Things have a way of working themselves out.
That’s what Denise Cone learned after her daughter, business partner and other half, Danielle Kerr, graduated from college and took a job more than 1,000 miles away in Phoenix, Arizona.
Shortly after the mother-daughter duo moved to Baton Rouge, they formed Sweet Leather Goods, a line of patterned leather bags and accessories. They sold their products for years at local arts markets before opening a brick-and-mortar in Mid City at the end of 2016.
But the store they had meticulously labored over together closed months before Kerr graduated in 2018. It left Cone in a bit of a rut.
“Danielle was my baby and my business partner,” Cone says. “So not only did my business close, but my kid left.”
It didn’t take long, though, for Cone to start a new project. Today, the artist and educator is busy working on a new line of mixed-media artwork and home goods: Meraki Handmade Goods.
It’s Sweet Leather Goods reimagined. Her work has been readjusted to fit this new stage in her life, one focused on traveling and collaborating with a brand-new business partner: her new husband.
It was during her months-long hiatus from doing art shows that she met woodworker Mike Cone through a dating app. While Mike plays many roles in Cone’s life, these days she prefers to affectionately call him her “partner in crime.”
“We were kind of in the same place in life and looking for a new direction,” she says, “so when we met, his creative bug got sparked and resparked mine. We started making things together, and then Meraki came in.”
The name comes from a Greek word used to describe putting your soul into the work you do, and it’s reflective of how the changes in Cone’s life have transformed the way she creates.
The process goes a little something like this: She and Mike will go on walks together, scouring the ground for some good pieces of driftwood. He will dry out the wood and cut it into bowls. Then, she will come in and fill the cracks with resin or throw some paint into the mix.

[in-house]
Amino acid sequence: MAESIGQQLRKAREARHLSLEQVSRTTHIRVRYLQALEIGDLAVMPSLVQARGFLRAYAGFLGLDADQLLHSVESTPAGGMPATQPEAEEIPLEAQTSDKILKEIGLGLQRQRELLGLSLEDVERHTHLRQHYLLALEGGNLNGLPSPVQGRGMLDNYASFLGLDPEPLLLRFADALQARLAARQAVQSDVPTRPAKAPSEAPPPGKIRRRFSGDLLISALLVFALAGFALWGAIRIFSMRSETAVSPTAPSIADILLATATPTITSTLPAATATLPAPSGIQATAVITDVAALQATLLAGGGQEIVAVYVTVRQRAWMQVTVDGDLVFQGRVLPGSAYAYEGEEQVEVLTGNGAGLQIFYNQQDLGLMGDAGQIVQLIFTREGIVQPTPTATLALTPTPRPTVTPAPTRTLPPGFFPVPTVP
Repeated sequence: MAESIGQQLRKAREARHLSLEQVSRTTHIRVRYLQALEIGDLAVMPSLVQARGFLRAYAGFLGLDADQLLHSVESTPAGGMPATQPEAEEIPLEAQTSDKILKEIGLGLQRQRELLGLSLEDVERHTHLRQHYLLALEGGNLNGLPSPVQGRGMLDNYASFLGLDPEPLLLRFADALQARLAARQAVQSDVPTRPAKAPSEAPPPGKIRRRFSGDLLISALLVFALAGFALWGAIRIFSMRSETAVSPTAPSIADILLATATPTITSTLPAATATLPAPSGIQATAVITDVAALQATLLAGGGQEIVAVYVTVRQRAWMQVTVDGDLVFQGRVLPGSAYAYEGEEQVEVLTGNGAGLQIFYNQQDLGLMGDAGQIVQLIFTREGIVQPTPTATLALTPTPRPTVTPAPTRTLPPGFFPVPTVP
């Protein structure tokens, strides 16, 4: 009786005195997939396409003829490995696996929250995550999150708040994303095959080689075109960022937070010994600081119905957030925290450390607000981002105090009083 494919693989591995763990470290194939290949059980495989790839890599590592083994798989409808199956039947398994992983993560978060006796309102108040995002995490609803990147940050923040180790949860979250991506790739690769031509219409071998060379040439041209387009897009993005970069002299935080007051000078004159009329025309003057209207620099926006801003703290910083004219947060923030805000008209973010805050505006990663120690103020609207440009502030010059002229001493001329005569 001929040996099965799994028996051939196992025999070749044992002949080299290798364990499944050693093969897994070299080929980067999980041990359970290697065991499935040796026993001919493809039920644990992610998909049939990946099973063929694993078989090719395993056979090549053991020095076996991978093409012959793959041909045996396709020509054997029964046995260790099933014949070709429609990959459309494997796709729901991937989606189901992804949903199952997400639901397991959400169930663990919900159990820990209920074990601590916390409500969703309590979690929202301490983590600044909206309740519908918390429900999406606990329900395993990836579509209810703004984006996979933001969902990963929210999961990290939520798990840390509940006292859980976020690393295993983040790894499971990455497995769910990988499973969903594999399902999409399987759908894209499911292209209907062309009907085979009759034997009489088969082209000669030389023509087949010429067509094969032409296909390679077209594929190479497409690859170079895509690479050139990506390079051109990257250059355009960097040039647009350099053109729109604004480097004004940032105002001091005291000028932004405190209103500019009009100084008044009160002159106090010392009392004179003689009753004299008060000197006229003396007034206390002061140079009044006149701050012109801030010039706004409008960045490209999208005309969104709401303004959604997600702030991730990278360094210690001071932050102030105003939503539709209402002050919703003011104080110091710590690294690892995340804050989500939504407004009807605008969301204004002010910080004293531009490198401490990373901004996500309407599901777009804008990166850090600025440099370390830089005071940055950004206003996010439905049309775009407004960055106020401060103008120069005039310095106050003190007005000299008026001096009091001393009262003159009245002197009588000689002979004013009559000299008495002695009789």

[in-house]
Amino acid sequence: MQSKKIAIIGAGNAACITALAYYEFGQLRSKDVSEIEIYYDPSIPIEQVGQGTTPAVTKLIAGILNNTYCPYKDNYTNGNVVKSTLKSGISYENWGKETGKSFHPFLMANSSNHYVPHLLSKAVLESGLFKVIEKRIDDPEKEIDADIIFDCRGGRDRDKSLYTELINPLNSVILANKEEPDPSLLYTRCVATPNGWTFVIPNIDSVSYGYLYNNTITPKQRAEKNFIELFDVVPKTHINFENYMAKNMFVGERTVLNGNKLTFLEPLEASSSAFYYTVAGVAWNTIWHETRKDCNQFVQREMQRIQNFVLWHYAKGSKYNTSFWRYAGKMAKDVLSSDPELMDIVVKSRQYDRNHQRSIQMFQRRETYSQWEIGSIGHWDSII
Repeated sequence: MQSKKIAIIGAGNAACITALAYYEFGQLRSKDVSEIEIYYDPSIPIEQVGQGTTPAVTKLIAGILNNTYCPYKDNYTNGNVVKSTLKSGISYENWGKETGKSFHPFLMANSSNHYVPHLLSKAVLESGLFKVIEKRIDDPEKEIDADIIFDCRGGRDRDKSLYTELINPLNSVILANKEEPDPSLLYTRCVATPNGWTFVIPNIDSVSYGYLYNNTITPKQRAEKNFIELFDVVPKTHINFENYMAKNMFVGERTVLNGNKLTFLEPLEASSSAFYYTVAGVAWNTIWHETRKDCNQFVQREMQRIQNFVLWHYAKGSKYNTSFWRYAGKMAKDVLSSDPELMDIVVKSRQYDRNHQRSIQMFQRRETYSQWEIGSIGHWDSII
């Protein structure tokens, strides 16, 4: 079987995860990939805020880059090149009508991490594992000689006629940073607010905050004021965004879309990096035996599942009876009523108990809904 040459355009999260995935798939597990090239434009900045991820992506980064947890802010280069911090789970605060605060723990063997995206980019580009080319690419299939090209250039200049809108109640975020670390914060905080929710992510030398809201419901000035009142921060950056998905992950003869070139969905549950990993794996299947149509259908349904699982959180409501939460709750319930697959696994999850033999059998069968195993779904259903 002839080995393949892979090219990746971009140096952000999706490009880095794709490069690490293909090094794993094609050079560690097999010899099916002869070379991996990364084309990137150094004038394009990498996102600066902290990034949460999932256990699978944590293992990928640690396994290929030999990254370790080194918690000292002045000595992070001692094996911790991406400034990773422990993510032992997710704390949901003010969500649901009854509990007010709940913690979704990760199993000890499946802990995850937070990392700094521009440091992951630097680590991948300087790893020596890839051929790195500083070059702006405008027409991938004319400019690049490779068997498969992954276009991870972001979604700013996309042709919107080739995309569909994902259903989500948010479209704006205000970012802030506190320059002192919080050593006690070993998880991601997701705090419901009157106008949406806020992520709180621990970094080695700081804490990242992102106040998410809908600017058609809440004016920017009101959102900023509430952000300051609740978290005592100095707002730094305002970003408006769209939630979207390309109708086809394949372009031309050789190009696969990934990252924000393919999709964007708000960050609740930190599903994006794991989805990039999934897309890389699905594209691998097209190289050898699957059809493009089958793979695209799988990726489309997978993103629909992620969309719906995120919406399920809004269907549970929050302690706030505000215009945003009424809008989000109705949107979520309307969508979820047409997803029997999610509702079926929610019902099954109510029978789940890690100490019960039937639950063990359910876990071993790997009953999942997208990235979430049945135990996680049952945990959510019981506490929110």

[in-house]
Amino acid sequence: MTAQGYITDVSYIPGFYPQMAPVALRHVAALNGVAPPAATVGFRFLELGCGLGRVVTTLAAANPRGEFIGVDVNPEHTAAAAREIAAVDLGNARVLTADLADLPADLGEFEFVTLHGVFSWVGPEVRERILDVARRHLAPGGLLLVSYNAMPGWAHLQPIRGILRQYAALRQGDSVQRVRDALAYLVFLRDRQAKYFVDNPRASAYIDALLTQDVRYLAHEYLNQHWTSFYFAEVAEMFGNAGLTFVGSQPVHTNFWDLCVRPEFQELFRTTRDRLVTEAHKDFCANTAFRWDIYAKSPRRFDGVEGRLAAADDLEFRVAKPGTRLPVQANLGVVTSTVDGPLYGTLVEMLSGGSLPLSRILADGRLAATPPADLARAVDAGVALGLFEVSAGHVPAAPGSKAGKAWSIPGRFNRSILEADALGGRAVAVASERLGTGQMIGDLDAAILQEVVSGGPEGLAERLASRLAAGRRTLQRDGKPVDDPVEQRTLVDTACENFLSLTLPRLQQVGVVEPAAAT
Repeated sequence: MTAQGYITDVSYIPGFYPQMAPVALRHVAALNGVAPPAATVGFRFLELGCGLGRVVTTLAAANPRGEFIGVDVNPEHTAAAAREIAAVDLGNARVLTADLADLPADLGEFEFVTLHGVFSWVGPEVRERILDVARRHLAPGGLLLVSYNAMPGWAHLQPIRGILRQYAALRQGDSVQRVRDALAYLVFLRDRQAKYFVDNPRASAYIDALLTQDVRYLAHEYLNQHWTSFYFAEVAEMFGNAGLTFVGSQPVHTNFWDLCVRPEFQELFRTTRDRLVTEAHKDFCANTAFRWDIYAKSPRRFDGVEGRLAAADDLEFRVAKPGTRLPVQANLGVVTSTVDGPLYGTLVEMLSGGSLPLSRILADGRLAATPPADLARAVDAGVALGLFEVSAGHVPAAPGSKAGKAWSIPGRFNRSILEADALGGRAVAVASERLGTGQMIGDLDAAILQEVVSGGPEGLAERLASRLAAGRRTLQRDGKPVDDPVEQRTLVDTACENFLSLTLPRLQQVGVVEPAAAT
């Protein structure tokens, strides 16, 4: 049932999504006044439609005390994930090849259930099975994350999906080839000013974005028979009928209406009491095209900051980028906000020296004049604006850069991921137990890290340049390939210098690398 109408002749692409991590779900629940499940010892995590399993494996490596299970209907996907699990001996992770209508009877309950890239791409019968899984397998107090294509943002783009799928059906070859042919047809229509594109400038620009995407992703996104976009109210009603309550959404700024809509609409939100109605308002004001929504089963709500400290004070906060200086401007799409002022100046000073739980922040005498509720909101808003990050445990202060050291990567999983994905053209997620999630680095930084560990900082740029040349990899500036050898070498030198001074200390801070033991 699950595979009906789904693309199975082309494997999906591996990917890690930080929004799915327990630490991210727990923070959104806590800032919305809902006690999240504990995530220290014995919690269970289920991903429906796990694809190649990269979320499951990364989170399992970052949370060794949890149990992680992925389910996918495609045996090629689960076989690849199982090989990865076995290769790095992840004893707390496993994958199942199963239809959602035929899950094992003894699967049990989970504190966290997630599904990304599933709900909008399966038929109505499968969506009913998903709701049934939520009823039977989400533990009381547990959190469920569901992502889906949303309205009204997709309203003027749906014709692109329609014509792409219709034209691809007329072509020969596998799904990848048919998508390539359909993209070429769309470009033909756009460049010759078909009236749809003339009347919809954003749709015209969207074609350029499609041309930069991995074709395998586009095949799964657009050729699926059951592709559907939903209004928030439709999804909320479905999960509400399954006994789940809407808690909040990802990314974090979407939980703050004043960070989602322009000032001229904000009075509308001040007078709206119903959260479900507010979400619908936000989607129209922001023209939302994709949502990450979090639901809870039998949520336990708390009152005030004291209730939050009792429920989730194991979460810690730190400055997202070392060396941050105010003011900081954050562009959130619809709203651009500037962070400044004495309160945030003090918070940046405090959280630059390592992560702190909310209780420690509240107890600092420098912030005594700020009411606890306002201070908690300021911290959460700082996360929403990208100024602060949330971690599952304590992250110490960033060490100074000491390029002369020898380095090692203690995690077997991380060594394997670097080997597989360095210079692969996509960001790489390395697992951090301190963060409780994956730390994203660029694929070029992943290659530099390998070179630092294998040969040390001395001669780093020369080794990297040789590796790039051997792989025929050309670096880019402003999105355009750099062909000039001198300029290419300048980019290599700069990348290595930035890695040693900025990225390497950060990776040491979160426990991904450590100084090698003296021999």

Cone will continue to make leather bags, magazine holders, journals and decorative items similar to what she used to create for Sweet Leather. Now, though, she’s also incorporating mixed-media pieces for the home. The pieces are centered on a kind of functional beauty Cone has come to appreciate over the years. Think a wooden bowl with acrylic marbling or a metal side table with a marble inset.
“Everybody likes to be surrounded by beautiful things,” Cone says.
Stepping away from running a physical shop has given Cone more flexibility in her creating, allowing her imagination to dream up one-of-a-kind pieces instead of being confined by having to keep certain items in stock.
Meraki will hit the Baton Rouge arts markets again this fall, setting up shop at the Mid City Makers Market and White Light Night once their home studio is complete. The duo will also sell their pieces at Thibodaux markets and on their Facebook page. “Usually, wherever you found Sweet Leather, you’ll find us again,” Cone says.
For now, Cone sits in her new home in Thibodaux—where she originally grew up—looking out the window as the ducks go by, allowing the simplicity of nature and her husband’s creativity to inspire new ideas. She’s just itching to put them all into fruition once their studio is up and running.
“You know what’s funny is when you’re not looking for something—that’s usually when you find it,” she says. “I lost Danielle, but I certainly gained. That’s for sure.” Find Meraki Handmade Goods on Facebook.
This article was originally published in the April 2019 issue of 225 Magazine.